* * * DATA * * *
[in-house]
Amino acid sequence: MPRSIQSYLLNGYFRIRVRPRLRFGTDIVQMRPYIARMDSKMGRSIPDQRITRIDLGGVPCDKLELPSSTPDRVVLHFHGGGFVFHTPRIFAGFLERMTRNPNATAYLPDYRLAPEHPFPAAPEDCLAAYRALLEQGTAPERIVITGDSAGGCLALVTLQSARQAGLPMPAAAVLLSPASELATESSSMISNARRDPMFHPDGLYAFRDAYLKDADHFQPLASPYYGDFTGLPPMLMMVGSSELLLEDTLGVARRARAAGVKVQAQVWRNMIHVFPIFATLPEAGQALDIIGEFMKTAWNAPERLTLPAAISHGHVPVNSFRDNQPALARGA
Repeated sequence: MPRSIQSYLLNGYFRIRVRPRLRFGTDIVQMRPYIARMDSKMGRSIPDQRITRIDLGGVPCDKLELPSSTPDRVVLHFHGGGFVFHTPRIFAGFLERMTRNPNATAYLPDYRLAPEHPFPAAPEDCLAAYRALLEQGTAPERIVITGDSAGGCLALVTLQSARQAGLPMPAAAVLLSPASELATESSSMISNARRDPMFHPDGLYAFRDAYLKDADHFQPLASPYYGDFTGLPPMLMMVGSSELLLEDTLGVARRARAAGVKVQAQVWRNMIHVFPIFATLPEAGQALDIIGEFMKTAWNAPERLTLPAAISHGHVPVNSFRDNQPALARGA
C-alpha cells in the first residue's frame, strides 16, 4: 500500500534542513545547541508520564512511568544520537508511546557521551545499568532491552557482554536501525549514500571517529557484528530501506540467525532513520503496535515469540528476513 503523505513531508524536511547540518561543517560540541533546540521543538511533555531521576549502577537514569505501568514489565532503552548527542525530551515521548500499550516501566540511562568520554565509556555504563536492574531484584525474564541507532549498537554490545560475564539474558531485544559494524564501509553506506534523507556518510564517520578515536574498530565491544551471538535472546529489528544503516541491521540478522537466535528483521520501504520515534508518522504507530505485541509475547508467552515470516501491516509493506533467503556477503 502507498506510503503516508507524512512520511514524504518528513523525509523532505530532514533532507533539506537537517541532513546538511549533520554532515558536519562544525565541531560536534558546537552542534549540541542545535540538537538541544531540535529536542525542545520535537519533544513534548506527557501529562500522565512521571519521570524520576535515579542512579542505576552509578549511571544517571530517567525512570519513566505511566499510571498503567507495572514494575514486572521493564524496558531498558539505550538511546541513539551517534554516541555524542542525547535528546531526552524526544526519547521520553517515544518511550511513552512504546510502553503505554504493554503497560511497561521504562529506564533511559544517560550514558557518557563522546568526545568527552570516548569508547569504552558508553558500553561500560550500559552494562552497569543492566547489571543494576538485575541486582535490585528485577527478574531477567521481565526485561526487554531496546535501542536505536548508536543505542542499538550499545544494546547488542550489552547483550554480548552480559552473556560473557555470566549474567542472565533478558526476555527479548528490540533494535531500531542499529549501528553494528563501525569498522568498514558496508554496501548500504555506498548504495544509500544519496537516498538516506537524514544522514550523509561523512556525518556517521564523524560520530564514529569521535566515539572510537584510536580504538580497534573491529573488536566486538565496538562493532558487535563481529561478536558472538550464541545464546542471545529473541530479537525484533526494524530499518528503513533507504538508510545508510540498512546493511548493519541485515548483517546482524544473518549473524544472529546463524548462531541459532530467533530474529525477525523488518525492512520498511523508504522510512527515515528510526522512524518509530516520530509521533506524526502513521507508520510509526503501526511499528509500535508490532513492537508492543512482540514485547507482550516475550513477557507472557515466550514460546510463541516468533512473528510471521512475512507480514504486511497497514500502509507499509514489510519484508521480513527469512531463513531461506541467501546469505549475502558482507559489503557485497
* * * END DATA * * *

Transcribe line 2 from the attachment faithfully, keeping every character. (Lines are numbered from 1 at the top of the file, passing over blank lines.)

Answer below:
Amino acid sequence: MPRSIQSYLLNGYFRIRVRPRLRFGTDIVQMRPYIARMDSKMGRSIPDQRITRIDLGGVPCDKLELPSSTPDRVVLHFHGGGFVFHTPRIFAGFLERMTRNPNATAYLPDYRLAPEHPFPAAPEDCLAAYRALLEQGTAPERIVITGDSAGGCLALVTLQSARQAGLPMPAAAVLLSPASELATESSSMISNARRDPMFHPDGLYAFRDAYLKDADHFQPLASPYYGDFTGLPPMLMMVGSSELLLEDTLGVARRARAAGVKVQAQVWRNMIHVFPIFATLPEAGQALDIIGEFMKTAWNAPERLTLPAAISHGHVPVNSFRDNQPALARGA